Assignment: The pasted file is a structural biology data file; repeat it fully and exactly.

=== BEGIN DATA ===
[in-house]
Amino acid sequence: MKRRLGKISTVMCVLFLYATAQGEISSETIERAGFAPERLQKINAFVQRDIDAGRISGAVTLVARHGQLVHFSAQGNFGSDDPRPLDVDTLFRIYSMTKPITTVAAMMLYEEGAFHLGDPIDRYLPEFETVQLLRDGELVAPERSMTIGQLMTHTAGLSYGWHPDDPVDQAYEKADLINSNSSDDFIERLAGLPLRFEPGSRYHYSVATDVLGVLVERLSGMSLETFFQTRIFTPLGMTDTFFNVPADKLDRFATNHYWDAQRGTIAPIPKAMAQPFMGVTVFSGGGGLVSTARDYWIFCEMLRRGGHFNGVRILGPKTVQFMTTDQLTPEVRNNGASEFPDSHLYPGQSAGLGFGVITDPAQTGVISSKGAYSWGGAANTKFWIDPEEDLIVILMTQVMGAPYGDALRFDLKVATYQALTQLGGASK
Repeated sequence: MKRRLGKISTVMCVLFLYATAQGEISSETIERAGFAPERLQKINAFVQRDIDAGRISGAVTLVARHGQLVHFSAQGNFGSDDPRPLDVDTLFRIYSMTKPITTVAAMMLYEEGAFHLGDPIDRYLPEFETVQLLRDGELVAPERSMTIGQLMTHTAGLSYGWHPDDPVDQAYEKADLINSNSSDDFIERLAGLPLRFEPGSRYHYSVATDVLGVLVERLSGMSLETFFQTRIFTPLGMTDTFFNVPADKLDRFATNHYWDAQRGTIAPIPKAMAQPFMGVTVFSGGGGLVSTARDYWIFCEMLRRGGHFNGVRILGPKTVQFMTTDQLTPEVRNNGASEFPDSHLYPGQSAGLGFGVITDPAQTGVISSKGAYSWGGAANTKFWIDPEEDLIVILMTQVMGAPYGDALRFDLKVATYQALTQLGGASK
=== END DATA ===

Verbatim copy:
[in-house]
Amino acid sequence: MKRRLGKISTVMCVLFLYATAQGEISSETIERAGFAPERLQKINAFVQRDIDAGRISGAVTLVARHGQLVHFSAQGNFGSDDPRPLDVDTLFRIYSMTKPITTVAAMMLYEEGAFHLGDPIDRYLPEFETVQLLRDGELVAPERSMTIGQLMTHTAGLSYGWHPDDPVDQAYEKADLINSNSSDDFIERLAGLPLRFEPGSRYHYSVATDVLGVLVERLSGMSLETFFQTRIFTPLGMTDTFFNVPADKLDRFATNHYWDAQRGTIAPIPKAMAQPFMGVTVFSGGGGLVSTARDYWIFCEMLRRGGHFNGVRILGPKTVQFMTTDQLTPEVRNNGASEFPDSHLYPGQSAGLGFGVITDPAQTGVISSKGAYSWGGAANTKFWIDPEEDLIVILMTQVMGAPYGDALRFDLKVATYQALTQLGGASK
Repeated sequence: MKRRLGKISTVMCVLFLYATAQGEISSETIERAGFAPERLQKINAFVQRDIDAGRISGAVTLVARHGQLVHFSAQGNFGSDDPRPLDVDTLFRIYSMTKPITTVAAMMLYEEGAFHLGDPIDRYLPEFETVQLLRDGELVAPERSMTIGQLMTHTAGLSYGWHPDDPVDQAYEKADLINSNSSDDFIERLAGLPLRFEPGSRYHYSVATDVLGVLVERLSGMSLETFFQTRIFTPLGMTDTFFNVPADKLDRFATNHYWDAQRGTIAPIPKAMAQPFMGVTVFSGGGGLVSTARDYWIFCEMLRRGGHFNGVRILGPKTVQFMTTDQLTPEVRNNGASEFPDSHLYPGQSAGLGFGVITDPAQTGVISSKGAYSWGGAANTKFWIDPEEDLIVILMTQVMGAPYGDALRFDLKVATYQALTQLGGASK